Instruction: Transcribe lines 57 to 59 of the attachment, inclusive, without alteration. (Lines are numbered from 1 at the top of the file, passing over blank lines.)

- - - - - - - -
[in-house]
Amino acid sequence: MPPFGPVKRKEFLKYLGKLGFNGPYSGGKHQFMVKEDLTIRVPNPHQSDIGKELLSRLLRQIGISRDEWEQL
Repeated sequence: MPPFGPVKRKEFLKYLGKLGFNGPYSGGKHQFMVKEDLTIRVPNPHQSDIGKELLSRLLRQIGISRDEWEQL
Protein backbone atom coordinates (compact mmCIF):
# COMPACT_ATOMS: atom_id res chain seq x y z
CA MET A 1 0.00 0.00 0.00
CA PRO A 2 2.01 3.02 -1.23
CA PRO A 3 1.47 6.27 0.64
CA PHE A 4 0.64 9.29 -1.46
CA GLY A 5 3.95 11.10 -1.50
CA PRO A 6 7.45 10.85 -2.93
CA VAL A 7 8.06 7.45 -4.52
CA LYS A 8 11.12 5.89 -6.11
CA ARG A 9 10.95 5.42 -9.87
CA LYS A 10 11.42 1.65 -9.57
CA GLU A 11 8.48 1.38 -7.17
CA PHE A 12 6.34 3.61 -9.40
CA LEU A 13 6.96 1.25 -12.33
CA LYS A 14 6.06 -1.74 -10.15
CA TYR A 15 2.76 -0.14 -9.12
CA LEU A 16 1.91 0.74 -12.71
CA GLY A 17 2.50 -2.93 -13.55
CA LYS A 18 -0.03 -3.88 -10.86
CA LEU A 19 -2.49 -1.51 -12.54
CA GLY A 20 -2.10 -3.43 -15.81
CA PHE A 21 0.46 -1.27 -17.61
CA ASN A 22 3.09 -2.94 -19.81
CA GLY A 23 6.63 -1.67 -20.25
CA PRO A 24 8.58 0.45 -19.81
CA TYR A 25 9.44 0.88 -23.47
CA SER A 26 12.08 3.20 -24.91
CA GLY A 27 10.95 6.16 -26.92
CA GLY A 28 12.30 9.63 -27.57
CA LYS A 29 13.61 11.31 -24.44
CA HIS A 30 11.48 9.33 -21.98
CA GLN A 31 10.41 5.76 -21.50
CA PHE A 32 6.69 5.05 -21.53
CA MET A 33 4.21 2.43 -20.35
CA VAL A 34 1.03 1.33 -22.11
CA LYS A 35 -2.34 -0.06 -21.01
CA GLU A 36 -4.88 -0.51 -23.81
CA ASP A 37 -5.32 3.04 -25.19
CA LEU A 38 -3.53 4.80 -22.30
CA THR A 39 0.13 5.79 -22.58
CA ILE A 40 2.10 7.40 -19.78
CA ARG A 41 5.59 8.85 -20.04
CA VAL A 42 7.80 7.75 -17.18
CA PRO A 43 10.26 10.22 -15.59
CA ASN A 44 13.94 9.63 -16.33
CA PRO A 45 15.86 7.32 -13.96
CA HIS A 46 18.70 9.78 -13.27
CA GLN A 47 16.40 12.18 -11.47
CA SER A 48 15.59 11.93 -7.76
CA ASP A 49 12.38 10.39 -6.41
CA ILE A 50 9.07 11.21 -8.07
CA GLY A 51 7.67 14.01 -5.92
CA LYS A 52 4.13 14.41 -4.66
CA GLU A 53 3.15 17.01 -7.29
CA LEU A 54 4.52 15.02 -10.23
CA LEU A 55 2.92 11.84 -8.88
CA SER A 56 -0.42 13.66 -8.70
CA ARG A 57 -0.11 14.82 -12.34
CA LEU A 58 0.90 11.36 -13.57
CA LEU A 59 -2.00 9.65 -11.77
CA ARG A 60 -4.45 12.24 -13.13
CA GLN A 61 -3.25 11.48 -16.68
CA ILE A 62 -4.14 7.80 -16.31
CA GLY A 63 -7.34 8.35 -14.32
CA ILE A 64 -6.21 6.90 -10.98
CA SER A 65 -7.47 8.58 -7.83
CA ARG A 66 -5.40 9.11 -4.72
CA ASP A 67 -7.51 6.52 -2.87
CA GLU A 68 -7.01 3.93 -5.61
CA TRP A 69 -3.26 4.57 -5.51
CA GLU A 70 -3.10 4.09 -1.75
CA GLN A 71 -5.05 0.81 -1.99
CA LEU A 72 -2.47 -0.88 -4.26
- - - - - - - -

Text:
CA LYS A 52 4.13 14.41 -4.66
CA GLU A 53 3.15 17.01 -7.29
CA LEU A 54 4.52 15.02 -10.23